Arrested Frames
[pdf]

Zachary Campbell


A passage from early in Dashiell Hammett’s Red Harvest reads:

“What’s the rumpus?” I asked him.

He looked at me carefully before he replied, as if he wanted to be sure that the information was going into safe hands. His eyes were gray as his clothes, but not so swift.

“Don Willsson’s gone to sit on the right hand of God, if God don’t mind looking at bullet holes.”

“Who shot him?” I asked.

The gray man scratched the back of his neck and said:

“Somebody with a gun.”

I wanted information, not wit.1

The novel’s narrator-protagonist aims to uncover salient information in an environment disposed to conceal it. The “gray man” repeats the obvious and in so doing invites suspicion of bad faith. His literalness doubles as both evasive and direct. Hammett’s investigator is hoping for more information than this, something supplemental which has direct bearing on the question, Who shot him? He seeks information, not wit. If there is too little respect for established contextual cues, then wit threatens the acquisition of information. One has to have one’s bearings in order to take the full measure of knowledge one seeks. To understand a text or an object prompts one to ask a question about it. The one asking stands “outside” the text looking “in,” and in order to look in better, one asks questions about other things outside the text, or things inside the text that are obscure. Context, indeed, is not so much a self-evident surrounding but a turf open to contestation. Its very constitution seems tied to the activity of arresting a proper “frame,” with adequate information to supplement any appropriate questions about a text, but not so much information as to permit irony or sophistry or relativism. Context, here, is a frame that locks in the kinds of questions that might pertain to an object or an activity; it moderates mediation. To think of context this way—as a kind of framing—invites us to apply a media metaphor to the social apparatus of the aesthetic.

Media scholars sometimes proceed as though context were obvious. If we wish to say what we know about an older film or television program, we may look at extant production materials, memoirs, trade press, advertisements, box office figures. These populate the fields in which texts are embedded. Such filling out clarifies meanings and archives noteworthy significance. (Here I draw, of course, on the simple though controversial distinction between meaning and significance offered by E.D. Hirsch.)2 Context mediates text but also mediates the observer. It situates the latter in an orderly way with respect to the object at hand and, implicitly, places observers in relation to each other. When one has knowledge, and the conviction that his knowledge is proper and can frame the object of inquiry, one assumes the authoritative voice.

An inquirer should ask complex questions about specific contexts, but not—to this way of thinking—complex questions about Context in general. To do so would invite myopia, or obfuscation, or mere play: wit, not information. This mindset solidifies a textual schematics that reserves the media object as a clear thing, a text, which sits within a clear frame, a context. Consider Steven J. Ross’s sober call to historical scholarship in a Cinema Journal dossier from a little more than a decade ago. Inviting “thorough analysis” of the production contexts for any given media object, Ross arrives at the reasonable point that “context enables us to understand not simply what we see, but what we do not see.” For him, media’s contexts in scholarship run to production or exhibition; there is another category, reception, which also invites historical, archival scholarship.3 Context, then, would seem to arrive in definite forms: production, reception, exhibition, hypotexts, paratexts, transmedial storytelling and branding, etc. We could list many varieties. In truth, every instance of reception shifts and produces relevant information about that context of that encounter. The lines, too, blur: from edition to edition, original release to tinkering restoration, where does the paratext bleed into the text proper, say, and how is our understanding of something like a paratext itself molded?4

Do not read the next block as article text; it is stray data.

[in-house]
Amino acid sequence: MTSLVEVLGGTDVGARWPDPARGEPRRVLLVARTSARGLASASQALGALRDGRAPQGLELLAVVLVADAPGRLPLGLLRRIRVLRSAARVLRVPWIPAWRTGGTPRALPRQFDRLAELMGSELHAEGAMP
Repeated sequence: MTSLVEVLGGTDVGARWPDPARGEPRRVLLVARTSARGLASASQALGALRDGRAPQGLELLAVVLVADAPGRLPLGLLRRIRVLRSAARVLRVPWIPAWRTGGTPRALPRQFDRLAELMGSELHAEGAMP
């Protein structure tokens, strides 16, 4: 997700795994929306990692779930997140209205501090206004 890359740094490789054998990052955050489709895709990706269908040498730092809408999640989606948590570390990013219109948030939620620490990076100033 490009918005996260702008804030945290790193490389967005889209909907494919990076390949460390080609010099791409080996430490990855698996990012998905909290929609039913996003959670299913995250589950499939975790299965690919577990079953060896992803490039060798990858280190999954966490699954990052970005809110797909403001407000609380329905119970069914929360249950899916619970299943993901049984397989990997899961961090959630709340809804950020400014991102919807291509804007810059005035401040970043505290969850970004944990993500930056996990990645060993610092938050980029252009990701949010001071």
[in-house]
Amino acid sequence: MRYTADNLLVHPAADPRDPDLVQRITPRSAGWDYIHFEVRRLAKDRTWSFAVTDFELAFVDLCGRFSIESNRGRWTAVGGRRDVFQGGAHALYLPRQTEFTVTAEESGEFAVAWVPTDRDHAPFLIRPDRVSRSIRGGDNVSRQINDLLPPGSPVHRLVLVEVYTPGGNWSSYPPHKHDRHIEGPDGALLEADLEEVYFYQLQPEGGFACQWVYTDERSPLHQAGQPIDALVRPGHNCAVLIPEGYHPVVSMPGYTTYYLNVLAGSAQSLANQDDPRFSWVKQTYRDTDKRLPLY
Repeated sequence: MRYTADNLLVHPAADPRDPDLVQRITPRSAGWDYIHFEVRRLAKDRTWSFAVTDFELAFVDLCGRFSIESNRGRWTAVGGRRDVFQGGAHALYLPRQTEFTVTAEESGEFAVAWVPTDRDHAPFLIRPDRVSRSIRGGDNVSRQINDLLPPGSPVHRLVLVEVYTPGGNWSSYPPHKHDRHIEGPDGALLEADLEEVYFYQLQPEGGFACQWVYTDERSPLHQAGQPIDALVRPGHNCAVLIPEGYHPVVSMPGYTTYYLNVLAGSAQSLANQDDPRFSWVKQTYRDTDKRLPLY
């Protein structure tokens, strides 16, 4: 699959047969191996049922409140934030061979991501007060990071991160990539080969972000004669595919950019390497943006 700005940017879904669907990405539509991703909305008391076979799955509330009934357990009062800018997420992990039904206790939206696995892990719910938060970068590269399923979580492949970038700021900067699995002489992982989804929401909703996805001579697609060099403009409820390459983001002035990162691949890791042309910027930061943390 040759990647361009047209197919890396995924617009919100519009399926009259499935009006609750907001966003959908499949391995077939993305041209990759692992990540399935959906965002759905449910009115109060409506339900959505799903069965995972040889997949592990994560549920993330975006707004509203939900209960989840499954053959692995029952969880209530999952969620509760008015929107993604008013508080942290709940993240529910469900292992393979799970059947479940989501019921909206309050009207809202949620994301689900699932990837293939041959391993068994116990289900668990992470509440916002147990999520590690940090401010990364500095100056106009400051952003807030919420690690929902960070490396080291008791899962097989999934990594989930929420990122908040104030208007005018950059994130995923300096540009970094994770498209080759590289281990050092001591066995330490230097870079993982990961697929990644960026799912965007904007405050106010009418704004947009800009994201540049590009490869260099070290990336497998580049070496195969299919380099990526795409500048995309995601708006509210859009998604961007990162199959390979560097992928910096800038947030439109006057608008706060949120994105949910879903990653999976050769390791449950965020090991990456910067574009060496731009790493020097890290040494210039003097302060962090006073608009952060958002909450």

These questions are not novel; my purpose is to demonstrate how the spectrum from ignorance to authority in aesthetic matters (refinement, knowledge, connoisseurship) slides as a matter of degree more than kind. The distinctions, once made, acquire a hardened relationality that is to be enforced. We can see this at work in David Hume’s “Of the Standard of Taste.” Hume writes of a “species of philosophy” that “represents the impossibility of ever attaining any standard of taste” because beauty, being in the mind of observers rather than an intrinsic quality, has more to do with sentiment than judgment. Whereas judgment can be objective and true, one truth out of a thousand attempts, sentiment can seem true for each who holds it. Hume backs away from this stance, however, because the “absurd and ridiculous” people who hold obviously incorrect aesthetic opinions cross over from representing a judgment of degree into kind—virtually, a category error. To voice certain gravely wrong aesthetic preferences is tantamount to claiming “a mole-hill to be as high as Teneriffe, or a pond as extensive as the ocean.” Yet Hume comes around to a notion of individuality in tastes that avails itself to rather wide differences: “Comedy, tragedy, satire, odes, have each its partisans, who prefer that particular species of writing to all others. It is plainly an error in a critic, to confine his approbation to one species or style of writing, and condemn all the rest. But it is almost impossible not to feel a predilection for that which suits our particular turn and disposition. Such performances are innocent and unavoidable, and can never reasonably be the object of dispute, because there is no standard by which they can be decided.”5